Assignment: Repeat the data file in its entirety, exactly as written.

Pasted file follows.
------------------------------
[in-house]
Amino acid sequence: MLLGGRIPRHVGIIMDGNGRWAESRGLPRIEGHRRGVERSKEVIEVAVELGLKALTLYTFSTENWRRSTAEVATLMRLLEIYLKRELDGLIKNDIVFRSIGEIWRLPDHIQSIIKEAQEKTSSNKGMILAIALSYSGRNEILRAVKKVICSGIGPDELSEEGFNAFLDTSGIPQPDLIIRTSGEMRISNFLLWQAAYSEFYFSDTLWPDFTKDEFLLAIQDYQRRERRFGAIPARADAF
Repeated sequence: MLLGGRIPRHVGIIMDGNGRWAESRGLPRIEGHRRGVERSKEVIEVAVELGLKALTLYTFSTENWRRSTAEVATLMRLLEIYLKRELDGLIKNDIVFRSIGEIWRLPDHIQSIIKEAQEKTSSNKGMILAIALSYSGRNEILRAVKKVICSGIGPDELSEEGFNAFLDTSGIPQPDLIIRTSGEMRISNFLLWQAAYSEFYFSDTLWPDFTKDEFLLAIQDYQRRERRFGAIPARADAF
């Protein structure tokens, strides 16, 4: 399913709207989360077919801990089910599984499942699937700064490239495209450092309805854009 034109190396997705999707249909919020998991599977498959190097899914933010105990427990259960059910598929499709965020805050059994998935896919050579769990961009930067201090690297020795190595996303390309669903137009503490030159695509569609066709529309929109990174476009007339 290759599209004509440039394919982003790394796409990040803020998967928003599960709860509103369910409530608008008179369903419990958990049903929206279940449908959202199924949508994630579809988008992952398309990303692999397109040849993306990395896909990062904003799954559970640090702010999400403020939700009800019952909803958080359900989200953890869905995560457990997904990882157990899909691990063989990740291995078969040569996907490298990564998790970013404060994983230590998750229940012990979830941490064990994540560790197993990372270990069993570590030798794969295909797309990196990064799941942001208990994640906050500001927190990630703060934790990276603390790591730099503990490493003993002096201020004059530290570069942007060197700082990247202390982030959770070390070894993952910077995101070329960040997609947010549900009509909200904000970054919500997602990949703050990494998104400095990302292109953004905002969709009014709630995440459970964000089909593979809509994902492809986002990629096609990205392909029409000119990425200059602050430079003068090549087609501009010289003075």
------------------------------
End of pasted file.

[in-house]
Amino acid sequence: MLLGGRIPRHVGIIMDGNGRWAESRGLPRIEGHRRGVERSKEVIEVAVELGLKALTLYTFSTENWRRSTAEVATLMRLLEIYLKRELDGLIKNDIVFRSIGEIWRLPDHIQSIIKEAQEKTSSNKGMILAIALSYSGRNEILRAVKKVICSGIGPDELSEEGFNAFLDTSGIPQPDLIIRTSGEMRISNFLLWQAAYSEFYFSDTLWPDFTKDEFLLAIQDYQRRERRFGAIPARADAF
Repeated sequence: MLLGGRIPRHVGIIMDGNGRWAESRGLPRIEGHRRGVERSKEVIEVAVELGLKALTLYTFSTENWRRSTAEVATLMRLLEIYLKRELDGLIKNDIVFRSIGEIWRLPDHIQSIIKEAQEKTSSNKGMILAIALSYSGRNEILRAVKKVICSGIGPDELSEEGFNAFLDTSGIPQPDLIIRTSGEMRISNFLLWQAAYSEFYFSDTLWPDFTKDEFLLAIQDYQRRERRFGAIPARADAF
């Protein structure tokens, strides 16, 4: 399913709207989360077919801990089910599984499942699937700064490239495209450092309805854009 034109190396997705999707249909919020998991599977498959190097899914933010105990427990259960059910598929499709965020805050059994998935896919050579769990961009930067201090690297020795190595996303390309669903137009503490030159695509569609066709529309929109990174476009007339 290759599209004509440039394919982003790394796409990040803020998967928003599960709860509103369910409530608008008179369903419990958990049903929206279940449908959202199924949508994630579809988008992952398309990303692999397109040849993306990395896909990062904003799954559970640090702010999400403020939700009800019952909803958080359900989200953890869905995560457990997904990882157990899909691990063989990740291995078969040569996907490298990564998790970013404060994983230590998750229940012990979830941490064990994540560790197993990372270990069993570590030798794969295909797309990196990064799941942001208990994640906050500001927190990630703060934790990276603390790591730099503990490493003993002096201020004059530290570069942007060197700082990247202390982030959770070390070894993952910077995101070329960040997609947010549900009509909200904000970054919500997602990949703050990494998104400095990302292109953004905002969709009014709630995440459970964000089909593979809509994902492809986002990629096609990205392909029409000119990425200059602050430079003068090549087609501009010289003075």